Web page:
Building quick-deploy GPS boxes for GCPs

Hello DIY’ers!

I stumbled upon this 2015 post from Gerard Toonstra and am looking to build a similar setup:

There’s a ton of useful information in his post/blog, but since several of the links have now aged and technology has advanced, I thought I’d create a new thread on the topic.

I have a Phantom 4 Pro which I have a few years of surveying experience with (I’m not a licensed surveyor) doing aerial mapping and using Pix4D, so that part's covered. What I don’t have is $30k for an RTK unit lol.

I'm looking to build five small GPS "boxes" to place on my GCPs in order to increase the relative accuracy of my maps in all three axes. After a few days of research, I have a better understanding of how to build said boxes, but not enough to pull the trigger on the required components yet. Here’s where I’m at:


  • Accuracy:   Relative accuracy is more important than absolute accuracy in my case, at least for now. I’m shooting for sub-20cm accuracy after letting them log for 1-2 hours and processing using PPK. Getting down to sub-10cm without needing a base would be awesome, but I’m not sure that’s realistic.
  • Arduino+Shields vs. Raspberry Pi 4:   I don’t have any experience with either option. I plan on getting familiar with one or the other so I can build these boxes now as well as a mapping UAV in the future. It seems Arduino+Shields is the simpler and cheaper route, but I like how the Raspberry Pi 4 comes with so much capability packed right on the original board. I’d happily pay the extra money for the Pi if it makes sense for this project. If I go with the Pi 4, is 2gb enough memory or should I go with the 4gb version?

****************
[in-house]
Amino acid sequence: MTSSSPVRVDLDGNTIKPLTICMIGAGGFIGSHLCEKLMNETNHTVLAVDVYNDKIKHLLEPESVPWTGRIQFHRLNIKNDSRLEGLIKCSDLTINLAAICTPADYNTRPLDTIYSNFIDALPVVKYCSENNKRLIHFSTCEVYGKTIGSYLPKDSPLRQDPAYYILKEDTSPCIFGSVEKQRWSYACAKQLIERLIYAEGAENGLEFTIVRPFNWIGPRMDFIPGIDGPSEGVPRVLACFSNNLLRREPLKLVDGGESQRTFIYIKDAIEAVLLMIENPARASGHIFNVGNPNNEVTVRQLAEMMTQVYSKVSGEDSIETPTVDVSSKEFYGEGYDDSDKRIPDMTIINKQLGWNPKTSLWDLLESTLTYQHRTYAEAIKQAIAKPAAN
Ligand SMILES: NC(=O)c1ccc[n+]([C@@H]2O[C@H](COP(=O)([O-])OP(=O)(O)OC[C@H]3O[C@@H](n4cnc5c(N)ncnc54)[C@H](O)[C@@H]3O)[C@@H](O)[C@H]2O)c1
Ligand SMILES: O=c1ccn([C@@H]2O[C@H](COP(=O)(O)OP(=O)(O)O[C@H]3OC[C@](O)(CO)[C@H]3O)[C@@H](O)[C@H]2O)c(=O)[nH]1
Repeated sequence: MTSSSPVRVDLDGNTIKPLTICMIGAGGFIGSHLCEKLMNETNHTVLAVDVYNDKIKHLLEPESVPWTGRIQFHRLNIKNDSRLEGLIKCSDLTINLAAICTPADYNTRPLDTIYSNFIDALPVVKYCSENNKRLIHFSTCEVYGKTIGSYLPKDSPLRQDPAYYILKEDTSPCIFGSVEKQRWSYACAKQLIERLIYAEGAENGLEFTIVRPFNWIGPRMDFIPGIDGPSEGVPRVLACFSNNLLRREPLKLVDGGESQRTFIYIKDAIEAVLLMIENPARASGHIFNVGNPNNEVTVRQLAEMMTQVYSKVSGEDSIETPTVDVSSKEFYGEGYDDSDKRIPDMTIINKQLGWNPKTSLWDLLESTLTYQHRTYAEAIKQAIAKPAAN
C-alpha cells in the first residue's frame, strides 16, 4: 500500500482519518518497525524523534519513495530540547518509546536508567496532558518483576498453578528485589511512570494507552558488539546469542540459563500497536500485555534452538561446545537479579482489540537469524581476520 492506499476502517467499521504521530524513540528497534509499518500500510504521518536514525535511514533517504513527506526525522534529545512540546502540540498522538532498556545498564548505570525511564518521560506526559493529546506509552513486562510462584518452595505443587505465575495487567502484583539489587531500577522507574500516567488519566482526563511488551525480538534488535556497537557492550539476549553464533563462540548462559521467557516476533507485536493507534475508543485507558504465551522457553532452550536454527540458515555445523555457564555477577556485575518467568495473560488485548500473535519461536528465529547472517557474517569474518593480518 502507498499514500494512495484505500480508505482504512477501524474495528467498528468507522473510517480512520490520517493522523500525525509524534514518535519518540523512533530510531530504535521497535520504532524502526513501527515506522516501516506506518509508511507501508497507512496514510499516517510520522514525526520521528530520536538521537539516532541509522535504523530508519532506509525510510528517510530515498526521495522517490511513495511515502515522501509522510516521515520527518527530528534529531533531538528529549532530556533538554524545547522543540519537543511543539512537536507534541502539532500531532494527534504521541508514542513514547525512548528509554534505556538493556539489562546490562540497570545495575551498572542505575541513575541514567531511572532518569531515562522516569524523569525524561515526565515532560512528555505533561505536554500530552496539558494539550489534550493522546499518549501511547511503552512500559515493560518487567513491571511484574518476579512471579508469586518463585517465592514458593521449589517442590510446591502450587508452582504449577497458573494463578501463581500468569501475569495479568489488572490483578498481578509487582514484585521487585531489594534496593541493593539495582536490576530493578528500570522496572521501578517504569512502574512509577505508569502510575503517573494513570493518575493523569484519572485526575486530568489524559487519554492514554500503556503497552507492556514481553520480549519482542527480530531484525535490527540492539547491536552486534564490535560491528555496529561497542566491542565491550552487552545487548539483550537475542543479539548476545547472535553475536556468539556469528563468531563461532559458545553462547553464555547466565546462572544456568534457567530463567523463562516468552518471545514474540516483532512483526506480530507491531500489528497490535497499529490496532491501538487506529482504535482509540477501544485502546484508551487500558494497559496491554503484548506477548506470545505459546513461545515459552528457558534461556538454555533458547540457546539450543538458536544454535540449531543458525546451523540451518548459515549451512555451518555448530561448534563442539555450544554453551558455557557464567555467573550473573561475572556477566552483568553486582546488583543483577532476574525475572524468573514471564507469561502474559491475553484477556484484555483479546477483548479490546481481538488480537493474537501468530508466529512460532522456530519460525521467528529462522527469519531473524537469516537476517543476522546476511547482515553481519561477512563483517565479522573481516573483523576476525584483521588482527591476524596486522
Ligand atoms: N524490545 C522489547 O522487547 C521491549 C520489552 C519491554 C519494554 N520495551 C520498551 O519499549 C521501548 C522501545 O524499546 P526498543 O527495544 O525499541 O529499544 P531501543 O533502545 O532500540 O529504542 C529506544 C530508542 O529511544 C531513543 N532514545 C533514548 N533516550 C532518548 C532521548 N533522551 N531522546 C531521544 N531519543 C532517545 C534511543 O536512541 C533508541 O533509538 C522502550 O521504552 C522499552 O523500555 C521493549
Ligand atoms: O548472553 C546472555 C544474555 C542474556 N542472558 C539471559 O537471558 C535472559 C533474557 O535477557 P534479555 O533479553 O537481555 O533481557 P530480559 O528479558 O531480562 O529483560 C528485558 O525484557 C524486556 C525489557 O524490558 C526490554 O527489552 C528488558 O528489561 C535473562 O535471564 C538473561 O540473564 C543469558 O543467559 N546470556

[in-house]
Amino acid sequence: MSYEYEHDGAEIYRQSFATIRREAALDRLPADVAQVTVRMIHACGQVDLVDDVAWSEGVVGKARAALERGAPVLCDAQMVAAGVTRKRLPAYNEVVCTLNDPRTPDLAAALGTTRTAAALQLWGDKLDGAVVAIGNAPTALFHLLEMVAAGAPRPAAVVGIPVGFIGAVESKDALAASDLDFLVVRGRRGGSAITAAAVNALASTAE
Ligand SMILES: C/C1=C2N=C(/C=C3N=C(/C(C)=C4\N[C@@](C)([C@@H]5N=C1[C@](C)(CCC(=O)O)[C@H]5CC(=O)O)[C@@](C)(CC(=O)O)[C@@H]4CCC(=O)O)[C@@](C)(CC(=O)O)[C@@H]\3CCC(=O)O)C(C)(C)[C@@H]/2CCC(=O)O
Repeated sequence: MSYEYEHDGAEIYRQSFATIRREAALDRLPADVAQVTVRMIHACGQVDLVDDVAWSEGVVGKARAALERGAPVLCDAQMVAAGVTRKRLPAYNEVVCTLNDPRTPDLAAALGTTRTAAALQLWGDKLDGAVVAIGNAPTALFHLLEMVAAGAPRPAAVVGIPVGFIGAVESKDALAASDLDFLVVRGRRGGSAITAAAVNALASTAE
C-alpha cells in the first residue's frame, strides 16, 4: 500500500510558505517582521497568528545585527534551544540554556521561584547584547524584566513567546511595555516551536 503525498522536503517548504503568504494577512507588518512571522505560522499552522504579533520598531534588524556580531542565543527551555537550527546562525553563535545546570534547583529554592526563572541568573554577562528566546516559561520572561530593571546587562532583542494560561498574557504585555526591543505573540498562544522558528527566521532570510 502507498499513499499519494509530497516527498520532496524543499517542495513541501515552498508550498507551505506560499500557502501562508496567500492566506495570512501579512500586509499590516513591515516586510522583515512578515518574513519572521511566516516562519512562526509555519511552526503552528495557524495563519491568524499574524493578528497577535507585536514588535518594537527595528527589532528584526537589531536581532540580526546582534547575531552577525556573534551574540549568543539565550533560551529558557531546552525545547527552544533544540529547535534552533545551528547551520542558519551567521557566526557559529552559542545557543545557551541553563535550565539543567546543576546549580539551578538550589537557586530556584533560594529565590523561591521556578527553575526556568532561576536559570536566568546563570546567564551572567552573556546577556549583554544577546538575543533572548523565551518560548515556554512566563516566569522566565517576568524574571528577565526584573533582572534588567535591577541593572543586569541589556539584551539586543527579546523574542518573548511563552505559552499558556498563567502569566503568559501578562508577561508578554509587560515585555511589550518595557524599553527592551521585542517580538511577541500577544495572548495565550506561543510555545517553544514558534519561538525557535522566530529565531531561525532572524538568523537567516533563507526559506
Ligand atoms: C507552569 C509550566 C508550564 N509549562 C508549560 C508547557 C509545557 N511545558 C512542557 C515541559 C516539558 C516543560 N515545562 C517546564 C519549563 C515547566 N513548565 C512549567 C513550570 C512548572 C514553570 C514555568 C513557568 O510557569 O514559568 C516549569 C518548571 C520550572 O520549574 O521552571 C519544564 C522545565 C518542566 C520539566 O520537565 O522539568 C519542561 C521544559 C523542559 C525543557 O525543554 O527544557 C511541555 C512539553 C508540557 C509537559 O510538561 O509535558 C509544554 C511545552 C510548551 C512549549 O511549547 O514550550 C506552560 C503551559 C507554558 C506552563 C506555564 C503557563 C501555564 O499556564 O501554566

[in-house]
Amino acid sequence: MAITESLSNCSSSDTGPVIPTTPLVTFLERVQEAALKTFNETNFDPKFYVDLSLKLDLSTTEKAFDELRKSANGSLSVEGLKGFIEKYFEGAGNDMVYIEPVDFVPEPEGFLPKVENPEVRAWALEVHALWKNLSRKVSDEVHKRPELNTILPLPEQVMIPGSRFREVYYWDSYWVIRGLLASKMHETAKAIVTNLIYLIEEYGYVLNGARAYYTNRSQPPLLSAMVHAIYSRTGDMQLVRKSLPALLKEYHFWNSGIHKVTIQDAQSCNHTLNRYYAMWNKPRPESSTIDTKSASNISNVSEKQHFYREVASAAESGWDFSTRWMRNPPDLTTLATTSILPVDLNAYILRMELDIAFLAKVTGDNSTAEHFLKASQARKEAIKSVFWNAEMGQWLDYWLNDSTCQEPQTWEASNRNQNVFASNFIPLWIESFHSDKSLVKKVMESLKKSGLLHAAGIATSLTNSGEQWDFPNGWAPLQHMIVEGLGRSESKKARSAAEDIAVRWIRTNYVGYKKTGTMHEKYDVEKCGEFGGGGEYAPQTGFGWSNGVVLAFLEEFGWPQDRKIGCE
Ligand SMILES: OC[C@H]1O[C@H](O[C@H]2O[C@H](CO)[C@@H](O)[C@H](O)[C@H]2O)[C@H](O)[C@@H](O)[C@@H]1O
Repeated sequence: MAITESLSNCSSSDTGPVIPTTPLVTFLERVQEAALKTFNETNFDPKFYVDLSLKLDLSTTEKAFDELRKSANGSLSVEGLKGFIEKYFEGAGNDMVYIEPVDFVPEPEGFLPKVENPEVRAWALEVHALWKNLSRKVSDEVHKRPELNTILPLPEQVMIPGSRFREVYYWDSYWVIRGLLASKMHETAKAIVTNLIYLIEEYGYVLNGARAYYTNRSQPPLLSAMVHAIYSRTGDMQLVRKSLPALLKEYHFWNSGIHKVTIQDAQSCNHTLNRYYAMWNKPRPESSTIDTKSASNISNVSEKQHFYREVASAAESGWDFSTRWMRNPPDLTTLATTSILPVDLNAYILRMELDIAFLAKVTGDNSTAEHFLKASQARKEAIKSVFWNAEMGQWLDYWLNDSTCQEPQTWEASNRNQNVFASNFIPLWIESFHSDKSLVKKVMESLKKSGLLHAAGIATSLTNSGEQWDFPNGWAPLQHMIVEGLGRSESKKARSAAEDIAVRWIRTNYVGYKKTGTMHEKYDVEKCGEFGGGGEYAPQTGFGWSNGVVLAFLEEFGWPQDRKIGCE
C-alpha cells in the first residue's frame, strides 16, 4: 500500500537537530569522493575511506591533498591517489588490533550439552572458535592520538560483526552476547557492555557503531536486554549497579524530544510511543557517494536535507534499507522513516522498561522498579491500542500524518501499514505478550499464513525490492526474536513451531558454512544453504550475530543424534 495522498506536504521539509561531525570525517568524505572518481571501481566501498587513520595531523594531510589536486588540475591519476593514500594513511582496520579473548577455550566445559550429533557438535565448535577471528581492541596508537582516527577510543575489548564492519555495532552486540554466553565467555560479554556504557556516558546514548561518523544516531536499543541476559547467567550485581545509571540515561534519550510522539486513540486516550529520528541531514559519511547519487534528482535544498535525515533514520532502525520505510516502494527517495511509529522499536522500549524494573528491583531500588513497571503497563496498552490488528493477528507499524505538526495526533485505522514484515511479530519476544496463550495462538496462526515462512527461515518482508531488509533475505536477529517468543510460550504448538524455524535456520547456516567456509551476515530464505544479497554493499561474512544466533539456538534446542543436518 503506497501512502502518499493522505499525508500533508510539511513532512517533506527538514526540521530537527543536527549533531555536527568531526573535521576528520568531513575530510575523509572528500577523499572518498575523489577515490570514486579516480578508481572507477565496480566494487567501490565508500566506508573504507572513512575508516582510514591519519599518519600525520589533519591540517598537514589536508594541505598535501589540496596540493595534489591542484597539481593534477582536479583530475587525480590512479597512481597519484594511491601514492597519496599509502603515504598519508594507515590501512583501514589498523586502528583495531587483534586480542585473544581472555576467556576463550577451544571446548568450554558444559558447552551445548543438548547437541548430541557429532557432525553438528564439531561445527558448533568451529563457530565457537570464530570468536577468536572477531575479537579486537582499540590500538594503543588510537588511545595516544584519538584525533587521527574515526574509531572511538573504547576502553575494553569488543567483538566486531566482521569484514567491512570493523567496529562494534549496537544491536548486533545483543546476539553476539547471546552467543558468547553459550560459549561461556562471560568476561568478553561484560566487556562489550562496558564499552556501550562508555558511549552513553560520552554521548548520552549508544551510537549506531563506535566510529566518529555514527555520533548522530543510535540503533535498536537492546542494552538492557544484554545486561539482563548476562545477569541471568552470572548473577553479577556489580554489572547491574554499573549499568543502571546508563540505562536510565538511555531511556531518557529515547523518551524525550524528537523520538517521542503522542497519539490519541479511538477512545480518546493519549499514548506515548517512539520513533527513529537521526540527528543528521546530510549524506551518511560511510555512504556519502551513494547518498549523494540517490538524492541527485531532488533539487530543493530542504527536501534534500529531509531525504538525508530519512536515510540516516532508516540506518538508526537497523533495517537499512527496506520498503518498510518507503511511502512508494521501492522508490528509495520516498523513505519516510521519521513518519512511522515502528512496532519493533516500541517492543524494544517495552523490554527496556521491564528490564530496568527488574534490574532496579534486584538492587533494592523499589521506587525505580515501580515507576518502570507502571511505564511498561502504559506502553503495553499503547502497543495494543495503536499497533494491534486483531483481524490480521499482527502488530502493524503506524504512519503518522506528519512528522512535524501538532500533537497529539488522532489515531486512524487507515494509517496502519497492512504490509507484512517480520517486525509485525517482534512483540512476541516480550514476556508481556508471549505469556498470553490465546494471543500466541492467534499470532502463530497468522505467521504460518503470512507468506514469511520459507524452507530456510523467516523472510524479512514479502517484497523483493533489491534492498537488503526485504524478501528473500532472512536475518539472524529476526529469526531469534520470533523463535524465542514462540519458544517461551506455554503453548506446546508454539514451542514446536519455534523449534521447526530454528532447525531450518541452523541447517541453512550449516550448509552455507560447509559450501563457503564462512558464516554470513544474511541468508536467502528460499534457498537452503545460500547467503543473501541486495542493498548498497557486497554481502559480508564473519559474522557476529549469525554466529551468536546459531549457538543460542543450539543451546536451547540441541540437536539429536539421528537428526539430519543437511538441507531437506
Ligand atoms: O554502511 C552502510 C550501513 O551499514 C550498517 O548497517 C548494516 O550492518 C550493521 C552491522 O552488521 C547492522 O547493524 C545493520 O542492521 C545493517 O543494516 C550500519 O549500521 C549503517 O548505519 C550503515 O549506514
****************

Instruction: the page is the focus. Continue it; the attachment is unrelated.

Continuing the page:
• GPS Module:   Although the ZED-F9P claims to be around 1cm accuracy with RTK, it seems a bit overkill if using it for static logging and PPK. As for cheaper GPS modules I'm looking at the M8N or M8T, unless there's another capable/cost-effective module that I'm unaware of.
  • Usability/IO:   I'd like to be able to have my settings saved for the boxes instead of configuring them before each job/flight (EEPROM?) so that I just flip a switch and they eventually start recording until I turn them off. A few LEDs (or mini LCD screen) to indicate battery charge and satellite fix/data activity.
  • Runtime:   Battery operated, rechargeable. If I had to let them collect for let’s say four hours would one or two 18650s do the trick? AAA’s? I’ll likely be logging at 1Hz.
  • Communication:   Do I need antennas for them if they’re not communicating to one-another?
  • Data Storage:   Stored onboard each of the boxes. I assume via SD cards.
  • Programming:   I have a little coding experience, I’m sure I can learn what’s required.
  • Enclosures:   I’ll model and 3d print them.
  • Random unknowns:   Data Logger (Arduino + Sparkfun Logomatic v2? Do Raspberry Pi’s already come with data logging capabilities?), Software (u-Center looks nifty, not sure if that’s needed for PPK though), Data Processing (RTKLIB? RCTM?).
  • Budget:   A few thousand USD, I realize that generally speaking higher accuracy = more money.
  • Working Location:   NW United States.

I know this is an absolute mountain of questions, many of which are subjective, so any spattering of info would be greatly appreciated! I’ll be sure to share my build-in-progress and performance of the boxes here in case others find it useful. Thanks!